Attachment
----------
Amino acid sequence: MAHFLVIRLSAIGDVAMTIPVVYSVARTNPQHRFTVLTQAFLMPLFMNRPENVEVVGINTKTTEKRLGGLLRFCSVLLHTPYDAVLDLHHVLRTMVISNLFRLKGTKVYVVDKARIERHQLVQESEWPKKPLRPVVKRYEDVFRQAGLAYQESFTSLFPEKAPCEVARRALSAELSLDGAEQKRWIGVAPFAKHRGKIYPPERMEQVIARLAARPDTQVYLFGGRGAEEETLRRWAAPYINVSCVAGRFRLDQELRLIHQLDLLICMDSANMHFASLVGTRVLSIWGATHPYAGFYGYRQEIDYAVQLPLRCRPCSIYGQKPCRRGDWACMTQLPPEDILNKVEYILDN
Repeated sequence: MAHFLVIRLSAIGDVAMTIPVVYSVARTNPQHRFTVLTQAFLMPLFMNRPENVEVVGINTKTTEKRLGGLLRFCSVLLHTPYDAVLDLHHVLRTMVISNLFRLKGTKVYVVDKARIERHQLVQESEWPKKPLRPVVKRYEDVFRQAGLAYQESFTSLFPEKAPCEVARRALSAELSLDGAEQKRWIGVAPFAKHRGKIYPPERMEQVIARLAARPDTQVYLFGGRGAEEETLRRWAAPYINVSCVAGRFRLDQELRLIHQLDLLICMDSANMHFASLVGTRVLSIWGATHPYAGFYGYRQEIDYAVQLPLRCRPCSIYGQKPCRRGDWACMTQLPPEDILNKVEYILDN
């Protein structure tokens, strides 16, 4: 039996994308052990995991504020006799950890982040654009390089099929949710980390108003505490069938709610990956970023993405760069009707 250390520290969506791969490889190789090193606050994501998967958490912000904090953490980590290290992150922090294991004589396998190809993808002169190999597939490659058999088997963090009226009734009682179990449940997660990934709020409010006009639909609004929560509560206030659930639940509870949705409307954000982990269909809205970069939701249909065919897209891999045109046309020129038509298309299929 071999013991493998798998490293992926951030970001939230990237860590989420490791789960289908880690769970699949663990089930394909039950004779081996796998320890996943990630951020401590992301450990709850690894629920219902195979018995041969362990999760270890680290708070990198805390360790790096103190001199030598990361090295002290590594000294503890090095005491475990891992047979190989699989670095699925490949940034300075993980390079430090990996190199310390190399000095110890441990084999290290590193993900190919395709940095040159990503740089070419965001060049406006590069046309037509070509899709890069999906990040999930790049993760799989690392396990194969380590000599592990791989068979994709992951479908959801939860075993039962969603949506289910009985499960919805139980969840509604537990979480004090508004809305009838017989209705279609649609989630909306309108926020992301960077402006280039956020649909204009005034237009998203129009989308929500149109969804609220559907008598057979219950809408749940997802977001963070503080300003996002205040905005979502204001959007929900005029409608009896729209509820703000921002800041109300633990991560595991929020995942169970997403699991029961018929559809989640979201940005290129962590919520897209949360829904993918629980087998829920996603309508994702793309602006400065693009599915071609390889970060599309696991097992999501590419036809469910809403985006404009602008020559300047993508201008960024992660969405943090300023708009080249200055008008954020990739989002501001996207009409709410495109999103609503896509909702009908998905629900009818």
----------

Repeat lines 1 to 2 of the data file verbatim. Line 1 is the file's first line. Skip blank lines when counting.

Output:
Amino acid sequence: MAHFLVIRLSAIGDVAMTIPVVYSVARTNPQHRFTVLTQAFLMPLFMNRPENVEVVGINTKTTEKRLGGLLRFCSVLLHTPYDAVLDLHHVLRTMVISNLFRLKGTKVYVVDKARIERHQLVQESEWPKKPLRPVVKRYEDVFRQAGLAYQESFTSLFPEKAPCEVARRALSAELSLDGAEQKRWIGVAPFAKHRGKIYPPERMEQVIARLAARPDTQVYLFGGRGAEEETLRRWAAPYINVSCVAGRFRLDQELRLIHQLDLLICMDSANMHFASLVGTRVLSIWGATHPYAGFYGYRQEIDYAVQLPLRCRPCSIYGQKPCRRGDWACMTQLPPEDILNKVEYILDN
Repeated sequence: MAHFLVIRLSAIGDVAMTIPVVYSVARTNPQHRFTVLTQAFLMPLFMNRPENVEVVGINTKTTEKRLGGLLRFCSVLLHTPYDAVLDLHHVLRTMVISNLFRLKGTKVYVVDKARIERHQLVQESEWPKKPLRPVVKRYEDVFRQAGLAYQESFTSLFPEKAPCEVARRALSAELSLDGAEQKRWIGVAPFAKHRGKIYPPERMEQVIARLAARPDTQVYLFGGRGAEEETLRRWAAPYINVSCVAGRFRLDQELRLIHQLDLLICMDSANMHFASLVGTRVLSIWGATHPYAGFYGYRQEIDYAVQLPLRCRPCSIYGQKPCRRGDWACMTQLPPEDILNKVEYILDN